Oman has awarded a fixed-line telecoms license to a partnership between PCCW International and Awaser Oman Co, according to a statement filed by the country’s regulatory body.
The license covers the greater Muscat area – home to about 700,000 of Oman’s 2.8 million people – and is valid for a period of 25 years.
PCCW International (Hong Kong) and Awaser Oman Co (Muscat, Oman) will be able to provide both fixed-line voice and data services.
Oman already has two fixed-line operators in Omantel (Muscat, Oman), the state-controlled former monopoly, and Nawras (Muscat, Oman), owned by Qatar Telecom (Doha, Qatar), but the sector looks far less dynamic than the country’s mobile-phone market.
Omantel still claims a 96.4% share of overall fixed-line customers and an 83.9% share of total fixed-line revenues.
Last quarter, the company’s fixed-line retail business generated just 22% of the company’s 108.4 million rials ($282 million) in total revenues. Fixed-line revenues were also 14% lower than in the same period of 2011.
While Oman had about 3 million mobile-phone subscribers last quarter, just 300,000 fixed lines were reported in service by the country’s regulatory authority.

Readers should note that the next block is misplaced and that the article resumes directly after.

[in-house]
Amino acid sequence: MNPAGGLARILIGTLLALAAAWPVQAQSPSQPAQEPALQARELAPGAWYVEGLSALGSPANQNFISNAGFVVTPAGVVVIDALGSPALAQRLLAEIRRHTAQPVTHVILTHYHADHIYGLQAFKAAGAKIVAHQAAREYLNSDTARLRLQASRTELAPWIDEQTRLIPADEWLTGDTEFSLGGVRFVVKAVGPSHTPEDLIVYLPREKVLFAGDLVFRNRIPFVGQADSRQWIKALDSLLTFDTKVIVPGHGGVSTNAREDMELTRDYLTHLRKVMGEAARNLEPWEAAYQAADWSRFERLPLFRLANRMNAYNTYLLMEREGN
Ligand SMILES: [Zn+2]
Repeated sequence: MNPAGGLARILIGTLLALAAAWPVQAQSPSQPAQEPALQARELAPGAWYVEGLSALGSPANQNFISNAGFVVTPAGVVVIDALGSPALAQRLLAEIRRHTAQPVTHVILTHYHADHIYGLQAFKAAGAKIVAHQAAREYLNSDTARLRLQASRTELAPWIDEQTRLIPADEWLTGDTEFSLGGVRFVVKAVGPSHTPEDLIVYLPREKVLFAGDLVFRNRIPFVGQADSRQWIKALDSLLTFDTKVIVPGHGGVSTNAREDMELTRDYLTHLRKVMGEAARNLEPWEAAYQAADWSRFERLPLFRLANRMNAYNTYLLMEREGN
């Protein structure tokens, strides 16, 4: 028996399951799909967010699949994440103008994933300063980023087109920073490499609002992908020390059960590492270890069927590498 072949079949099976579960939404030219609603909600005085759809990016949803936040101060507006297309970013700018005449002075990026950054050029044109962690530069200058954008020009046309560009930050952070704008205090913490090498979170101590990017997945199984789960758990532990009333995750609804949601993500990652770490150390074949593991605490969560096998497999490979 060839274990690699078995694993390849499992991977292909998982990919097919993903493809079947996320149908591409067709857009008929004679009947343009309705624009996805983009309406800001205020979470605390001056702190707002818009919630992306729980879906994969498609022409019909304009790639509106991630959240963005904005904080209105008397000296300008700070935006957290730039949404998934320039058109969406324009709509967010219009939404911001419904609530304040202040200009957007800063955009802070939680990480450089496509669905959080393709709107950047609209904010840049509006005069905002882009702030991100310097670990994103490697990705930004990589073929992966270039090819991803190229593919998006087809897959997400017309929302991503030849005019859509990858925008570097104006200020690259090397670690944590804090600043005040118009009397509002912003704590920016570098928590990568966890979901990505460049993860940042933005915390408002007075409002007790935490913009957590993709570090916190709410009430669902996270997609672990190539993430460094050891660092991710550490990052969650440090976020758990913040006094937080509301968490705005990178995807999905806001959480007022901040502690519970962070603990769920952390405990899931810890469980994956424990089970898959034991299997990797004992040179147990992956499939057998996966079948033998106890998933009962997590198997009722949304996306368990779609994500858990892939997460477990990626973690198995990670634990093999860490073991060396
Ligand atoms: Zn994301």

What’s more, average revenue per user (ARPU) at Omantel has declined steadily from about 15.2 rials a month in 2008 to 10.6 rials last quarter.
The biggest opportunity for PCCW International and Awaser Oman Co may lie in the country’s fixed-line broadband market.
Fixed broadband ARPU reported by Omantel has soared from 17 rials a month in 2008 to 38.8 rials last quarter, although the operator serves only 65,000 customers, up from just 49,000 a year earlier.
Indeed, mobile broadband has been the preferred option for both operators and consumers, with Omantel claiming about 473,000 customers last quarter, compared with 284,000 in the third quarter of 2011.
PCCW International and Awaser Oman Co may need to spend heavily on deploying new fixed-line broadband infrastructure unless they can gain access to Omantel’s systems on reasonable terms.
The poor showing by Nawras – which, as a subsidiary of cash-rich Qatar Telecom, is not short of funding options – suggests that cracking Oman’s fixed-line market will not be an easy task for the new licensee.